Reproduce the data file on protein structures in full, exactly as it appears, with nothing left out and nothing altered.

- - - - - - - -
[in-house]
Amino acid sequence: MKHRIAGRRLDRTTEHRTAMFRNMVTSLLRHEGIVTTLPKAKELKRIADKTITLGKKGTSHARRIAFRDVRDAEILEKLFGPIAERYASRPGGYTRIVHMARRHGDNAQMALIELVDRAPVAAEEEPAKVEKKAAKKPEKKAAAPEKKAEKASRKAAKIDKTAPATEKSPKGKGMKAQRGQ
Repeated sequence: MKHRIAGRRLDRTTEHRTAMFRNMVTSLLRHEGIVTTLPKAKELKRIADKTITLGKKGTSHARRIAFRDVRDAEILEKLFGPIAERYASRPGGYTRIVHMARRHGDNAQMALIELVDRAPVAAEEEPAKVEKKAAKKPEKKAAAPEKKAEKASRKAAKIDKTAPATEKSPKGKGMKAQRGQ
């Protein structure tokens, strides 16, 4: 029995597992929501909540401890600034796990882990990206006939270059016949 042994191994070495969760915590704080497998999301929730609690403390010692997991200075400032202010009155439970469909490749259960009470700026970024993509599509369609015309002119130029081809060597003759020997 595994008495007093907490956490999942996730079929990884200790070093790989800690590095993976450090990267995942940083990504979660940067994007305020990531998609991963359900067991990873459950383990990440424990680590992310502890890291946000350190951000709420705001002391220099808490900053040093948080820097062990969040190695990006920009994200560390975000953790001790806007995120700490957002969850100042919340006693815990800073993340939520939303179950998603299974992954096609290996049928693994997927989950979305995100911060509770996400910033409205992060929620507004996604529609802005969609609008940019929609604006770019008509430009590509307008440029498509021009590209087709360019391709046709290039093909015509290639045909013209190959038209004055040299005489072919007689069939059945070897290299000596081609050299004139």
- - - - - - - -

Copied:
[in-house]
Amino acid sequence: MKHRIAGRRLDRTTEHRTAMFRNMVTSLLRHEGIVTTLPKAKELKRIADKTITLGKKGTSHARRIAFRDVRDAEILEKLFGPIAERYASRPGGYTRIVHMARRHGDNAQMALIELVDRAPVAAEEEPAKVEKKAAKKPEKKAAAPEKKAEKASRKAAKIDKTAPATEKSPKGKGMKAQRGQ
Repeated sequence: MKHRIAGRRLDRTTEHRTAMFRNMVTSLLRHEGIVTTLPKAKELKRIADKTITLGKKGTSHARRIAFRDVRDAEILEKLFGPIAERYASRPGGYTRIVHMARRHGDNAQMALIELVDRAPVAAEEEPAKVEKKAAKKPEKKAAAPEKKAEKASRKAAKIDKTAPATEKSPKGKGMKAQRGQ
């Protein structure tokens, strides 16, 4: 029995597992929501909540401890600034796990882990990206006939270059016949 042994191994070495969760915590704080497998999301929730609690403390010692997991200075400032202010009155439970469909490749259960009470700026970024993509599509369609015309002119130029081809060597003759020997 595994008495007093907490956490999942996730079929990884200790070093790989800690590095993976450090990267995942940083990504979660940067994007305020990531998609991963359900067991990873459950383990990440424990680590992310502890890291946000350190951000709420705001002391220099808490900053040093948080820097062990969040190695990006920009994200560390975000953790001790806007995120700490957002969850100042919340006693815990800073993340939520939303179950998603299974992954096609290996049928693994997927989950979305995100911060509770996400910033409205992060929620507004996604529609802005969609609008940019929609604006770019008509430009590509307008440029498509021009590209087709360019391709046709290039093909015509290639045909013209190959038209004055040299005489072919007689069939059945070897290299000596081609050299004139």